Out of all the movies he's starred in and all the charities he's donated to and all the organizations he helps, Matt Damon is probably best known for his performance in Team America.
But this past Saturday he was down in Washington, D.C. speaking on behalf of teachers everywhere. He was the only celebrity who appeared at the rally. Of course, it helps that his mom who is a teacher no doubt helped organize the rally, but still, he flew from a movie shoot in Canada to New York and then from New York to Washington just to give his time. And you know what? He said a lot of great stuff.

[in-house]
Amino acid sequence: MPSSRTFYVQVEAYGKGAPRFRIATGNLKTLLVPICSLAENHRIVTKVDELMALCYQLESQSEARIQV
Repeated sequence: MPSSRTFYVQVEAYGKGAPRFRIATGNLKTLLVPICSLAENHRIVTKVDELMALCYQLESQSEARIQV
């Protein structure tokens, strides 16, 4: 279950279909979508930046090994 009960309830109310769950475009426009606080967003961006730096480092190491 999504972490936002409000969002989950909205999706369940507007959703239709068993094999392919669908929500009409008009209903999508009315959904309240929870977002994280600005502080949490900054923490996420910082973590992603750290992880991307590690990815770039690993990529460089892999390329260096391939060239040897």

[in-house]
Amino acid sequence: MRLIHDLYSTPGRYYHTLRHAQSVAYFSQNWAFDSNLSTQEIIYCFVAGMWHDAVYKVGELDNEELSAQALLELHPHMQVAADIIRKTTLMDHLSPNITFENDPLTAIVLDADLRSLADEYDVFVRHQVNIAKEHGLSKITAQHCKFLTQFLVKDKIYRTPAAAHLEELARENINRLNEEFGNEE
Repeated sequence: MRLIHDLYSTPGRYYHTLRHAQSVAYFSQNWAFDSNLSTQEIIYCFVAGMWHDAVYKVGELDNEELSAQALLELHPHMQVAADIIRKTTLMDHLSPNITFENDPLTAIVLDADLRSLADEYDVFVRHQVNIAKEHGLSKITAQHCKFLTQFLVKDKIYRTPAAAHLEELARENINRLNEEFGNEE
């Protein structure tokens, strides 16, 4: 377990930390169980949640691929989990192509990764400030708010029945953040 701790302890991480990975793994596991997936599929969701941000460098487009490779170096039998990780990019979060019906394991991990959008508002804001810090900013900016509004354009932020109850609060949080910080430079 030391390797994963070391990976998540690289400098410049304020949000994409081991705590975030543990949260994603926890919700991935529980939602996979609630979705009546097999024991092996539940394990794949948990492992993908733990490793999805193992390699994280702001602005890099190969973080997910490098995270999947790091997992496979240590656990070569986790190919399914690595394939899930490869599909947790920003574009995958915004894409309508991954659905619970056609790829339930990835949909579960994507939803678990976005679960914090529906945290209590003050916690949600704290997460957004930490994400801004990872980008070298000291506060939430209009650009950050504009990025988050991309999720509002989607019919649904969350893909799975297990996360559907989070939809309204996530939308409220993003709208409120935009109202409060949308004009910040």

I've never been a fan of standardized testing, which (to me at least) relies on the notion that all students are basically the same. Which, of course, they are not. Each student is different and learns at a different pace and has different interests and motivations and so to try to test them all equally is just asinine. When I started my student teaching back in 2004, I was very against state standards. But my cooperating teacher at the time had come up with a way to simplify the standards to use them to our advantage. He too had been very against the idea of being restricted to teaching to a series of standards until he realized that those standards were just a guideline, and that as long as you stuck with that guideline, you were okay. Like teaching parody? As it was a Senior Media Lit class, we watched an episode of The Simpsons and then had the students respond to the different types of satire that occurred. Story setting and characterization and flashbacks and other story devices? We watched a few episodes of Lost (this was during the first season of the show when many people didn't even know what it was yet). Anyway, it goes on and on. Thinking outside the box was what got me through student teaching and which helped the students become more engaged. The standards didn't become a limitation so much as a chance to do something different. Of course, I still think they're asinine, but that's okay, because Matt Damon is awesome.